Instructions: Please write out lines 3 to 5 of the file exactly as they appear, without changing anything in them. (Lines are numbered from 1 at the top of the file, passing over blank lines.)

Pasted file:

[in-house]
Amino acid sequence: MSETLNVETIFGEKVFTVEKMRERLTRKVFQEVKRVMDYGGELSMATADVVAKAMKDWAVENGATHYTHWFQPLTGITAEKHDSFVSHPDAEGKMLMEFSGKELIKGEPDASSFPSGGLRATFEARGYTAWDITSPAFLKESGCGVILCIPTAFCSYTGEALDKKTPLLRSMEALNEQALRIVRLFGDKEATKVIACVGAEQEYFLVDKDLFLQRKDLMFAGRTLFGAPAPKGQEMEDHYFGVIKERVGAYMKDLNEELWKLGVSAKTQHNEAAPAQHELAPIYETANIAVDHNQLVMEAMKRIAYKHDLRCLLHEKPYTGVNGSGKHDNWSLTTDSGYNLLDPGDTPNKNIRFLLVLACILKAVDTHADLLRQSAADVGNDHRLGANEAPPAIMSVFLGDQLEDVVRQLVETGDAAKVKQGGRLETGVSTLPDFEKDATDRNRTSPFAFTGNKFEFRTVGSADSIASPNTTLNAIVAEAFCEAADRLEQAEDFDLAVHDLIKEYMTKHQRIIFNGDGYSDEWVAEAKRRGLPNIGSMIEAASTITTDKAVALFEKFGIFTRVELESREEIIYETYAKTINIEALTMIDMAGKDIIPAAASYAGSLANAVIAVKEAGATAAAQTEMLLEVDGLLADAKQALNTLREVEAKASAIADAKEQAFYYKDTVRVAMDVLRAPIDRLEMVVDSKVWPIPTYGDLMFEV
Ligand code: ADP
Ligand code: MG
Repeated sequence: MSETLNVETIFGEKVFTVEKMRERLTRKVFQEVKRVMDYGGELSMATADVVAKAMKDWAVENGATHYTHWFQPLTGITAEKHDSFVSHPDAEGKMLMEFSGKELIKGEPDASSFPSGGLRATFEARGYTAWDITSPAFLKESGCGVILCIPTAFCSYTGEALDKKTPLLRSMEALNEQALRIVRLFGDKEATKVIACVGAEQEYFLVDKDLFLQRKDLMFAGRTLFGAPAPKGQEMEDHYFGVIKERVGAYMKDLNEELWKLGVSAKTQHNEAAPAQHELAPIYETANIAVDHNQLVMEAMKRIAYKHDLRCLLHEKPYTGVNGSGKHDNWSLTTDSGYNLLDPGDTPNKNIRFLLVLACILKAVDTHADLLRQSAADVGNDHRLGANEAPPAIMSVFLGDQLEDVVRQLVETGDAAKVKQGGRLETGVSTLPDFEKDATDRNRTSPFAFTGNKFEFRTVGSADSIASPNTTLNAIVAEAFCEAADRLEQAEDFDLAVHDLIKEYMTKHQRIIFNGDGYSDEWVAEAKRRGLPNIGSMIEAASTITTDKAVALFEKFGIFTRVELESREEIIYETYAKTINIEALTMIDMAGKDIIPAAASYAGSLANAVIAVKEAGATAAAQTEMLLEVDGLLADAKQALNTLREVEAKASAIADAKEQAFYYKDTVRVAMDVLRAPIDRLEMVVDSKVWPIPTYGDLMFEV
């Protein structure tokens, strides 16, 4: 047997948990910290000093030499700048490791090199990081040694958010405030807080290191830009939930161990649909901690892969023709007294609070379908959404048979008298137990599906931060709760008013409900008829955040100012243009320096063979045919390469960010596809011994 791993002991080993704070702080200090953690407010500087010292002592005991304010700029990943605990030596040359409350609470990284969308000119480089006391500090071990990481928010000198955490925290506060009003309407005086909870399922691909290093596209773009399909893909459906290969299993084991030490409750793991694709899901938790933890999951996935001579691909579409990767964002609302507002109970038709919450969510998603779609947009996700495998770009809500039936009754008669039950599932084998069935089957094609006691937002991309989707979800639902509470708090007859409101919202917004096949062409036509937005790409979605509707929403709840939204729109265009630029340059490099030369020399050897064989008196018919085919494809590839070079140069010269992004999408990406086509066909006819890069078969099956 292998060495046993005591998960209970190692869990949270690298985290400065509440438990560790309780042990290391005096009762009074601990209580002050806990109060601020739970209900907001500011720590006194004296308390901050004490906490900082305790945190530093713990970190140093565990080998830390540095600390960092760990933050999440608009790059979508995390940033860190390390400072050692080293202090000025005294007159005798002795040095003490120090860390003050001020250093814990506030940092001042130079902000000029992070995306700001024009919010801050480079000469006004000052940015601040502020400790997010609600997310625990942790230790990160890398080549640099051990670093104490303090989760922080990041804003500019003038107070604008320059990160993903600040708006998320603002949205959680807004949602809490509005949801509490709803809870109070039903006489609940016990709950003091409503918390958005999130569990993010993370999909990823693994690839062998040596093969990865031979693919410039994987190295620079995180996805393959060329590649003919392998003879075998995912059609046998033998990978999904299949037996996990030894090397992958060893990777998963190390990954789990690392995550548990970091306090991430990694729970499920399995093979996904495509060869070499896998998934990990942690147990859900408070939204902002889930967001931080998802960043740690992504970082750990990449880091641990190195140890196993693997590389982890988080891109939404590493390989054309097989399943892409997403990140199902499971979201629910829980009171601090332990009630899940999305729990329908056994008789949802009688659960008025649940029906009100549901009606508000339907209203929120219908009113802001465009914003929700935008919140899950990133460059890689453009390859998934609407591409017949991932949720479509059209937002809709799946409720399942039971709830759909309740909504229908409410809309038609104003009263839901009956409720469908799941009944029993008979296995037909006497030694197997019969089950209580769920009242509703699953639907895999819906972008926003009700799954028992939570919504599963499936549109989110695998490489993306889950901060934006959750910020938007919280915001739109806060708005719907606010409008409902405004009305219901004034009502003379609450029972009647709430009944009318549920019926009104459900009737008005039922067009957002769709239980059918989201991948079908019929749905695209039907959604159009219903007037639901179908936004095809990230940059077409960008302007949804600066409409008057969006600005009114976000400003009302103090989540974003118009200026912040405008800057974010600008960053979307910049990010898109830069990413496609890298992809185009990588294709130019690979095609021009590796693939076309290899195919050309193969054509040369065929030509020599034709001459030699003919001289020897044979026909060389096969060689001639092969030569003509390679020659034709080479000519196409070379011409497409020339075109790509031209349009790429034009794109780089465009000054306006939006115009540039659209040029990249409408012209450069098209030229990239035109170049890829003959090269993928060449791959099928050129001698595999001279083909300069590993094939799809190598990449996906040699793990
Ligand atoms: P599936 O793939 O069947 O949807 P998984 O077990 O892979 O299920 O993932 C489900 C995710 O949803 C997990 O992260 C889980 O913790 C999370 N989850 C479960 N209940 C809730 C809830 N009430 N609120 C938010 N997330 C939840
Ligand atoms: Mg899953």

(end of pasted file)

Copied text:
Ligand code: ADP
Ligand code: MG
Repeated sequence: MSETLNVETIFGEKVFTVEKMRERLTRKVFQEVKRVMDYGGELSMATADVVAKAMKDWAVENGATHYTHWFQPLTGITAEKHDSFVSHPDAEGKMLMEFSGKELIKGEPDASSFPSGGLRATFEARGYTAWDITSPAFLKESGCGVILCIPTAFCSYTGEALDKKTPLLRSMEALNEQALRIVRLFGDKEATKVIACVGAEQEYFLVDKDLFLQRKDLMFAGRTLFGAPAPKGQEMEDHYFGVIKERVGAYMKDLNEELWKLGVSAKTQHNEAAPAQHELAPIYETANIAVDHNQLVMEAMKRIAYKHDLRCLLHEKPYTGVNGSGKHDNWSLTTDSGYNLLDPGDTPNKNIRFLLVLACILKAVDTHADLLRQSAADVGNDHRLGANEAPPAIMSVFLGDQLEDVVRQLVETGDAAKVKQGGRLETGVSTLPDFEKDATDRNRTSPFAFTGNKFEFRTVGSADSIASPNTTLNAIVAEAFCEAADRLEQAEDFDLAVHDLIKEYMTKHQRIIFNGDGYSDEWVAEAKRRGLPNIGSMIEAASTITTDKAVALFEKFGIFTRVELESREEIIYETYAKTINIEALTMIDMAGKDIIPAAASYAGSLANAVIAVKEAGATAAAQTEMLLEVDGLLADAKQALNTLREVEAKASAIADAKEQAFYYKDTVRVAMDVLRAPIDRLEMVVDSKVWPIPTYGDLMFEV